There were several themes coming out of Boston’s media day on Monday, and many of them were predictable. It was, for example, predictable that Rondo would be asked repeatedly about his return and that his teammates would be asked about his return as well. It was equally predictable that members of the slightly-older-than-the-rookies guard would be asked about Paul Pierce and Kevin Garnett’s departure, and it wasn’t a surprise at all that their responses — while respectful — were somewhat reserved.
Another popular topic was Brad Stevens’ plans for on-court sets and systems. Boston hadn’t practiced by this point, so it was understood that only the players who had spent significant time with Stevens would have an idea what he was expecting. Kelly Olynyk, the only player to have competed against Stevens at any level, offered this:
“I played him a couple times now. What you notice about his teams: They execute […] They don’t just execute plays. It was tough to scout them because you think you know what play they are running, and then you get on the floor and they execute that play, but then they read you and then they execute a counter. And then they counter the counter.”
Olynyk’s comments make a lot of sense in context with what we know about Stevens. We know he is a basketball junkie who spends his days watching film and studying statistics. This kind of devotion and attention to detail will lead to innovation, and being able to confuse even defenses who are prepared for you is a significant weapon.
Most interesting about Olynyk’s comments is the “counter and counter to the counter.” Some of the NBA’s best coaches, including Gregg Popovich, use this type of deception frequently in their offenses. Simply put, if something works once, try it again, but tweak it just a little bit to keep the defense guessing. For Popovich, the circuitous routes Tony Parker plays within are a staple in San Antonio’s offense, as Parker runs around various screens using cuts and cutbacks to free himself from the defense. Parker can score in a variety of ways as well as dish with the best point guards in the NBA — flexibility which makes the Spurs’ offense consistently one of the best in the league.
Stevens, when asked, cited flexibility as a strength of the Celtics, especially at forward.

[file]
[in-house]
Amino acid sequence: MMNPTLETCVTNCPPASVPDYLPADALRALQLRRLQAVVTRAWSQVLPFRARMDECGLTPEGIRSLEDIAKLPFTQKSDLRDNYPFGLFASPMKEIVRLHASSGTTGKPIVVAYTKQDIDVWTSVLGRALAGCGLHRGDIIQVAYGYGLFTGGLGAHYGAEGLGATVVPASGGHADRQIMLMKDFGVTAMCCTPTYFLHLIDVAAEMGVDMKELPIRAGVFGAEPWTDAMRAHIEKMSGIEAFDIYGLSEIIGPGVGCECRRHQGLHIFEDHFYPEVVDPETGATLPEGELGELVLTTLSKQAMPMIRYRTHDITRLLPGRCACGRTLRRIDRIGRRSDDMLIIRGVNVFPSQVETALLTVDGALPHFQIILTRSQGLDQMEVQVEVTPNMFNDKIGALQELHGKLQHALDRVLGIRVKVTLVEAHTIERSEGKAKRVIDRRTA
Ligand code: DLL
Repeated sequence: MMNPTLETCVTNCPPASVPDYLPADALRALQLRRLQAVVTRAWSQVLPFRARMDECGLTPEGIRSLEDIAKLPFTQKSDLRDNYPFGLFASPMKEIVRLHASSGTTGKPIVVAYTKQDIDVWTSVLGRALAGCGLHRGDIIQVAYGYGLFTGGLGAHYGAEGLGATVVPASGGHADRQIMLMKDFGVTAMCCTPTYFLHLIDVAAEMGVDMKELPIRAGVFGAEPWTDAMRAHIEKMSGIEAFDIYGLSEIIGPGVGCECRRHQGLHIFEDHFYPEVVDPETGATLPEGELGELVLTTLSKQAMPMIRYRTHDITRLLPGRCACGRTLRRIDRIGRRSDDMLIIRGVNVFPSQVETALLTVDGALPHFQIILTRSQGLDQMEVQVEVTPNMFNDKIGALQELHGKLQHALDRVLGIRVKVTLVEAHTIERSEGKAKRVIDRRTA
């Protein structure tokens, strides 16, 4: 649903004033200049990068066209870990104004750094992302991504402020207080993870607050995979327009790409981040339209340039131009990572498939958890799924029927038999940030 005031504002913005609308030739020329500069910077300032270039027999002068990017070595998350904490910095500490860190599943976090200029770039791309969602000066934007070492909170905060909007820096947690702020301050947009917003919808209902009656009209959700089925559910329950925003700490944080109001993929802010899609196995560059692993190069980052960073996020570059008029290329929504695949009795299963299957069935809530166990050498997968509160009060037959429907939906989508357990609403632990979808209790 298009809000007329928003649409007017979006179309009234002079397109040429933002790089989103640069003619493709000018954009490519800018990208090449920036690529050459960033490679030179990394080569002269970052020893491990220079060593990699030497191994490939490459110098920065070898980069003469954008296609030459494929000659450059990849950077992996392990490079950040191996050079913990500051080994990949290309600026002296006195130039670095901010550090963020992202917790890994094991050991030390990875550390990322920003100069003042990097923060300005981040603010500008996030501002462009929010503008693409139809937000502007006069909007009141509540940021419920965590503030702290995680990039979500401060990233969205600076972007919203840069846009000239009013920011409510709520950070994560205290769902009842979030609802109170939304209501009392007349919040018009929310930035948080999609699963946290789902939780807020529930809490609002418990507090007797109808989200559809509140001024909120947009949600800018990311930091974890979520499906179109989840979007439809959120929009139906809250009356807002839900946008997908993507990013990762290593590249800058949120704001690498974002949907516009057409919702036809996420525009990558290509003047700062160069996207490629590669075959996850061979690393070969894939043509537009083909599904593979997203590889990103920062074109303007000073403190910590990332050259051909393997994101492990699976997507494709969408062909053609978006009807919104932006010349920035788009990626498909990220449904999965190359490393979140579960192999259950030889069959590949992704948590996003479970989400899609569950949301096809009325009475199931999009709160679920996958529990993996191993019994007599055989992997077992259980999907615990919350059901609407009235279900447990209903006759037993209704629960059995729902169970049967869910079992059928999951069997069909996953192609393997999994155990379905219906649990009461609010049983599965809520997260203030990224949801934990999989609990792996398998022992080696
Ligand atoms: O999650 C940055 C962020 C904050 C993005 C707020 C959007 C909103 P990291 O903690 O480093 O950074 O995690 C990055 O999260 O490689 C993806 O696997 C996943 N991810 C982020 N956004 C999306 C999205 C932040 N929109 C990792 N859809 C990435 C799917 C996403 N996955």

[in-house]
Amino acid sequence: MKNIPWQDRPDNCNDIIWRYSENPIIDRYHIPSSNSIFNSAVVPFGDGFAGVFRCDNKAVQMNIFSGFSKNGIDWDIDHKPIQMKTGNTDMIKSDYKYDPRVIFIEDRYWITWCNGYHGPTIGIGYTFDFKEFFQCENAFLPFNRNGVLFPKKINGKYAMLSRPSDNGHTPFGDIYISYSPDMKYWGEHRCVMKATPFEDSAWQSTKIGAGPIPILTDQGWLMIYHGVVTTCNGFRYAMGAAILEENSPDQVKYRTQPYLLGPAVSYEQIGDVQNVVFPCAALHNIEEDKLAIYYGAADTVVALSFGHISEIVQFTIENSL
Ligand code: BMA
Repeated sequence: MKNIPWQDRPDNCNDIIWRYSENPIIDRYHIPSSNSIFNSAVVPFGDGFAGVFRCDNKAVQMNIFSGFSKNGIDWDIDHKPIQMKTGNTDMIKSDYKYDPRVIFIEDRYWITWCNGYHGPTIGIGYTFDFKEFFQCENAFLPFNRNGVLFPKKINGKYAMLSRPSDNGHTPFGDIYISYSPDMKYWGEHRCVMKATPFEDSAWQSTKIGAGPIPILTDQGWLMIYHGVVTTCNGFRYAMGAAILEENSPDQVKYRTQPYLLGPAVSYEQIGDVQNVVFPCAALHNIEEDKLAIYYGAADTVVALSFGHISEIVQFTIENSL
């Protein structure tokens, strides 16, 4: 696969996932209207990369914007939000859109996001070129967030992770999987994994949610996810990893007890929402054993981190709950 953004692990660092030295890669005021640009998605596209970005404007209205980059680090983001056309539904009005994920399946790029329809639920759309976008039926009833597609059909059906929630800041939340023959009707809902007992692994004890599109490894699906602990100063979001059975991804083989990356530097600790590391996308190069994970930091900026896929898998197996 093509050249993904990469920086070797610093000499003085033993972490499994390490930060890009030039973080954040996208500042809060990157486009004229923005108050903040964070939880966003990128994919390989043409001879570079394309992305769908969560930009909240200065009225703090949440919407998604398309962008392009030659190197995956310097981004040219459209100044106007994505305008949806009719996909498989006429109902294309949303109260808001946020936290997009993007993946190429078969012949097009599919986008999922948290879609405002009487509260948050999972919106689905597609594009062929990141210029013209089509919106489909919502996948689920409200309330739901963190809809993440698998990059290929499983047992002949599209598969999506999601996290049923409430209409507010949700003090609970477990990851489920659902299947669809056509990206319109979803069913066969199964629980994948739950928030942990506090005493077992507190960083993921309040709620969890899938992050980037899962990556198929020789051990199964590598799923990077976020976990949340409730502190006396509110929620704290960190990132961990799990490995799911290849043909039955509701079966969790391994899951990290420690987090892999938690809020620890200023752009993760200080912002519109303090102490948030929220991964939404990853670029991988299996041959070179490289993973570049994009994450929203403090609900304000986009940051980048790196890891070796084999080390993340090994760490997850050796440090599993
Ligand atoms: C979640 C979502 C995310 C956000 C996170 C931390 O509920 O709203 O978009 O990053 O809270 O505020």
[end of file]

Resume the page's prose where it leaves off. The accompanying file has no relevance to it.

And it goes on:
“The nice thing about the Jeff Greens of the world, the Gerald Wallaces of the world, is that you can play a number of different people with them. They’re not pigeon-holed into a position. The more guys you have like that, the better, because then you can play Jeff and Gerald at the 2 and the 3, at the 3 and the 4, you can rotate them at the 3, rotate them at the four. You have a lot of different options with those guys.”
Presumably, the flexibility Stevens sees in Jeff Green and Gerald Wallace will aid the Celtics as they introduce a new offense built around confusion. When one player can play several different positions (Green, for example), it can be tough for a defense to read whether he will be drawing the defense out only to drive past, post up or just catch and shoot. In Wallace’s case, there is less offensive flexibility, but he thrives off plays opponents may find unpredictable like backdoor cuts.
NBA offenses are different than college offenses, and NBA athletes are superior to most college athletes. This was brought up several times at media day, almost as if the interviewers were asking Stevens (without actually asking) “Do you know what you are in for, kid?”
But in the end, it’s all basketball, and Stevens has made great early impressions. If we can take something away from Media Day safely, it seems that players are intrigued by Stevens’ schemes. Green himself mentioned his shifting role within Stevens’ offense.
“Just focus on what he wants me to bring each game, because I know it’s going to be different each game.”
However Green’s role looks midway through December, don’t expect it to look too much like his role last season. It might not even look like his role the night before.
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